Acts 28:17-31

Acts 28:17-31 … This reading completes the book of Acts. It’s amazing that Paul was held under house arrest for two years (60-62 A.D.) before his appeal to Caesar was heard. During that time, he couldn’t go to the synagogue, and so Jews (and others) came to him and Paul had a vigorous ministry proclaiming the Gospel of  Christ. It’s also amazing that Jews came with skepticism (v.22 refers to skepticism about Christianity) and Paul told them that Christ had come, fulfilling the prophecies of Scripture. The record shows that some believed, and some did not, just as we would observe today. Paul defended his teaching with a quotation from Isaiah 6:9-10, indicating God’s prophecy that some would not believe because of their closed minds.

Even though Paul was under house arrest and apparently chained to a soldier, it was, as is typical of Paul, a very productive time. During his house arrest, in addition to his ministry to the many groups who came to see him, Paul wrote letters to the Ephesians, Philippians and Colossians and also the little letter to Philemon, all of which we come to later in the New Testament.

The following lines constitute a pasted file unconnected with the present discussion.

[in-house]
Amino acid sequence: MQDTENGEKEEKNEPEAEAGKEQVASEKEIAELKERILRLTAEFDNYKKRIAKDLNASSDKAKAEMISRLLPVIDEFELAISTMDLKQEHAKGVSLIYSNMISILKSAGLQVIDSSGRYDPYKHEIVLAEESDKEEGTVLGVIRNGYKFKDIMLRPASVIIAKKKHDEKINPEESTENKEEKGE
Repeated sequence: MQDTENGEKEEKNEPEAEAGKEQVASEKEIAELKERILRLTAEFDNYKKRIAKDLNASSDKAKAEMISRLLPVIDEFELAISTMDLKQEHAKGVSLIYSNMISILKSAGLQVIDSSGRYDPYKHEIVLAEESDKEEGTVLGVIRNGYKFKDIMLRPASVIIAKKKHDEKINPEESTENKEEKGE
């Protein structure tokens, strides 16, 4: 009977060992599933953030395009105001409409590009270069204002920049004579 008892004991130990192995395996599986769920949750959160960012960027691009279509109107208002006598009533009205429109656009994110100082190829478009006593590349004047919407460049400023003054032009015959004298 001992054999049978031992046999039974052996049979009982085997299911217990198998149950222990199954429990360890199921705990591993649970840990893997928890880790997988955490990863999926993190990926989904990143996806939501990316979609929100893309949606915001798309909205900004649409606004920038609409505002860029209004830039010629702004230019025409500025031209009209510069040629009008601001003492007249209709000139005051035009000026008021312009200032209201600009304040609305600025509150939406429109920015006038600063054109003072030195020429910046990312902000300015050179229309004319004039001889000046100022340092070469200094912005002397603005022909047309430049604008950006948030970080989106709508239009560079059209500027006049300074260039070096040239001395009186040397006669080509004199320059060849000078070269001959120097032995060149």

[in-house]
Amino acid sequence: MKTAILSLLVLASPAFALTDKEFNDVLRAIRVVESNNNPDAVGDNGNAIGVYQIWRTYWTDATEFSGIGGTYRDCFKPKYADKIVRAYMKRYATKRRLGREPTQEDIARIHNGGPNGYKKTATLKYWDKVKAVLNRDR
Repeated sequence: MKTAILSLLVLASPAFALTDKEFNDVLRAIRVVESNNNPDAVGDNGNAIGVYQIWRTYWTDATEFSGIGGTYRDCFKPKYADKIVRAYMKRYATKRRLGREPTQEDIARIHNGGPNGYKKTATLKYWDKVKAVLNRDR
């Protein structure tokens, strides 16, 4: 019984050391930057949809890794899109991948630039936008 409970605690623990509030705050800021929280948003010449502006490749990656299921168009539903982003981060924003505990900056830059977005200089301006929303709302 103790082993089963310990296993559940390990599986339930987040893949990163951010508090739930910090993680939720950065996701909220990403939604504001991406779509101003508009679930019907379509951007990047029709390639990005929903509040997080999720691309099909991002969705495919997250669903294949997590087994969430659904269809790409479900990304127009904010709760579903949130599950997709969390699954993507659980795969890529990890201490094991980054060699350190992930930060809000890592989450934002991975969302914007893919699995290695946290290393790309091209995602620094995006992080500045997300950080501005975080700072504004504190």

It’s also interesting that the book of Acts, which is uniquely the “history book” of the New Testament, doesn’t end conclusively. Many feel that the reason for that is that the history of the Church of Jesus Christ is not completed. The history continues to be written by those who are following Christ in every succeeding generation. In fact, several contemporary organizations have come into being calling themselves “Acts 29,” to work toward enriching churches and enabling them to be faithful to the Great Commission (Matthew 28:18-20).

What became of Paul? The book of Acts ends without revealing results of his appeal. Church tradition holds that Paul won his appeal before Nero and continued his ministry, perhaps even going to Spain (an objective expressed in Romans 15:24- 28). Subsequently, he was apparently arrested again and taken to Rome about 66 or 67 A.D. in a much harsher imprisonment, where he wrote Second Timothy, which many consider to be his last will and testament, and where he recorded these words: “For I am already being poured out like a drink offering, and the time has come for my departure. I have fought the good fight, I have finished the race, I have kept the faith. Now there is in store for me the crown of righteousness, which the Lord, the righteous Judge, will award to me on that day—and not only to me, but also to all who have longed for his appearing.” (2 Timothy 4:6-8) According to church history, Paul was caught up in the persecution of Christians by Nero and was executed along with many others in late 67 or early 68 A.D.

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